Tag: resources

Awesome R Shiny Resources & Extensions

Awesome R Shiny Resources & Extensions

Rob Gilmore curates a github repo listing resources for working with Shiny, the R web framework and dashboarding tool.

Nan Xiao curates a second repository, listing awesome R packages offer that extensions to Shiny, like extended UI or server components.

They should be your go-to resources when looking for anything Shiny!

Shiny Resources


Become a Data Science Professional

Become a Data Science Professional

Amit Ness gathered an impressive list of learning resources for becoming a data scientist.

It’s great to see that he shares them publicly on his github so that others may follow along.

But beware, this learning guideline covers a multi-year process.

Amit’s personal motto seems to be “Becoming better at data science every day“.

Completing the hyperlinked list below will take you several hundreds days at the least!

Learning Philosophy:


Understanding Machine Learning (free e-book)

Understanding Machine Learning (free e-book)

Shai Shalev-Shwartz and Shai Ben-David of the Hebrew University of Jerusalem made their machine learning book free to download.

The book covers the basic foundations up to advanced theory and algorithms. I copied the table of contents below. It’s kind of math heavy, but well explained with visual examples and pseudo-code.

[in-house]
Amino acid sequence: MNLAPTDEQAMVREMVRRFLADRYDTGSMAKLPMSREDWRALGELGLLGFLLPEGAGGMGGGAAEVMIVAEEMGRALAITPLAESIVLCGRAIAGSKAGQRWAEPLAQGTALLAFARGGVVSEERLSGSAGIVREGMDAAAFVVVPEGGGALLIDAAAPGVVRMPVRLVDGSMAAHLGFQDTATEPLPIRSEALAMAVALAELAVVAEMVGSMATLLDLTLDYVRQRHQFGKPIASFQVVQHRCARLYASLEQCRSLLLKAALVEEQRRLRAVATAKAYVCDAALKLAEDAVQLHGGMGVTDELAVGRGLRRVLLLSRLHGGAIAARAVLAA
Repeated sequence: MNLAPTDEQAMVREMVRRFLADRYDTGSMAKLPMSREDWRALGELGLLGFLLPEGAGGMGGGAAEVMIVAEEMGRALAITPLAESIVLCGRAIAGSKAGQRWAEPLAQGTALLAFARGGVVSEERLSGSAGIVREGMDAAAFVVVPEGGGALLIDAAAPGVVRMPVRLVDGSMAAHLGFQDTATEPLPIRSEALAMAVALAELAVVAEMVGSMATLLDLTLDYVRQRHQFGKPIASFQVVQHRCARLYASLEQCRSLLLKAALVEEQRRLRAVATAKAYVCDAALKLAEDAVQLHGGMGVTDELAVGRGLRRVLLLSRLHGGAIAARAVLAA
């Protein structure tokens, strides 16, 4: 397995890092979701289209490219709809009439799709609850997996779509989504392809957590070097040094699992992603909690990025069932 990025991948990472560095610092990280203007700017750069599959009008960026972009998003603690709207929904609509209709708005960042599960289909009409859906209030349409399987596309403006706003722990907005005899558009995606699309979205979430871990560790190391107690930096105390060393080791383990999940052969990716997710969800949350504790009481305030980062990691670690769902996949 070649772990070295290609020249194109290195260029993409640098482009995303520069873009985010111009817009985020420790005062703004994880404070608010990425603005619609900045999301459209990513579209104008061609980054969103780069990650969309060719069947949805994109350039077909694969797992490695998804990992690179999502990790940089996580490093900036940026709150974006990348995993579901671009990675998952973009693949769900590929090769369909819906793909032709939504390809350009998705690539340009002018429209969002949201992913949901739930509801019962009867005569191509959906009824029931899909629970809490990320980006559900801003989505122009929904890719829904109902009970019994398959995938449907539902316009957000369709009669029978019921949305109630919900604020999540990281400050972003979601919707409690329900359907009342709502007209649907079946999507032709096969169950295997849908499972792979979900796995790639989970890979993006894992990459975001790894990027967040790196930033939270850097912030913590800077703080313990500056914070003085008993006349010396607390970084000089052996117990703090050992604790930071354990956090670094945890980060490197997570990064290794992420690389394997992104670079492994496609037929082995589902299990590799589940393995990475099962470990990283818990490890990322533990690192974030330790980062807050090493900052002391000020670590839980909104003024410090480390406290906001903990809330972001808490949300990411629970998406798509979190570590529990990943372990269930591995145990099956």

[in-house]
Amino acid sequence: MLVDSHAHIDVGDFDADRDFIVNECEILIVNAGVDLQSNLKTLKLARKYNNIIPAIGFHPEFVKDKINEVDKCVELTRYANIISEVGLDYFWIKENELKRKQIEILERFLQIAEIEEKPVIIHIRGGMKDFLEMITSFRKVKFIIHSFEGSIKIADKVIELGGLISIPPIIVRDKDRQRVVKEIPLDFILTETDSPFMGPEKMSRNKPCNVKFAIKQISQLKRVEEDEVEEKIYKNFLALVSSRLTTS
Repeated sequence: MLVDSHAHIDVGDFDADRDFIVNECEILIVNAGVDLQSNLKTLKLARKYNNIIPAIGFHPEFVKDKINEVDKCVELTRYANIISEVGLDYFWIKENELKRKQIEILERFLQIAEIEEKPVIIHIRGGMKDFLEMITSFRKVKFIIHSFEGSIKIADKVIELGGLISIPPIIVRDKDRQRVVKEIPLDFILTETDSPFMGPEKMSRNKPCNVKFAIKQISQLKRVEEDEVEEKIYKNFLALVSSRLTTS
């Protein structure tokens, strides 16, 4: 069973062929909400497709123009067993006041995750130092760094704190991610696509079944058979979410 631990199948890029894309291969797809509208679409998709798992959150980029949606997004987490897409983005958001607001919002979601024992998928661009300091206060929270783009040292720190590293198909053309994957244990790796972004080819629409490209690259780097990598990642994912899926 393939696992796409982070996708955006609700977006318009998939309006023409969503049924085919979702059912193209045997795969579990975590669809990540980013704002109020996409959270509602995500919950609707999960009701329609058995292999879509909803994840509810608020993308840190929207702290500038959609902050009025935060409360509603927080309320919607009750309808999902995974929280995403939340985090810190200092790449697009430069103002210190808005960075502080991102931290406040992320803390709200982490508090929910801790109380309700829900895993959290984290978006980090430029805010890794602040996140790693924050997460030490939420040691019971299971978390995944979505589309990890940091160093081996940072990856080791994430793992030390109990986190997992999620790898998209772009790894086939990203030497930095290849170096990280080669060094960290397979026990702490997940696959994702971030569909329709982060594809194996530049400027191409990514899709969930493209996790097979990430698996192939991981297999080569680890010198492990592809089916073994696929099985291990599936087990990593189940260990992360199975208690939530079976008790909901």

Moreover, the book contains multiple exercises for you to internalize the knowledge and skills.

As an added bonus, the professors teach a number of machine learning courses, the lecture slides and materials of which you can also access for free via the book’s website.

Machine learning is one of the fastest growing areas of computer science, with far-reaching applications. The aim of this textbook is to introduce machine learning, and the algorithmic paradigms it offers, in a principled way. The book provides a theoretical account of the fundamentals underlying machine learning and the mathematical derivations that transform these principles into practical algorithms. Following a presentation of the basics, the book covers a wide array of central topics unaddressed by previous textbooks. These include a discussion of the computational complexity of learning and the concepts of convexity and stability; important algorithmic paradigms including stochastic gradient descent, neural networks, and structured output learning; and emerging theoretical concepts such as the PAC-Bayes approach and compression-based bounds. Designed for advanced undergraduates or beginning graduates, the text makes the fundamentals and algorithms of machine learning accessible to students and non-expert readers in statistics, computer science, mathematics and engineering.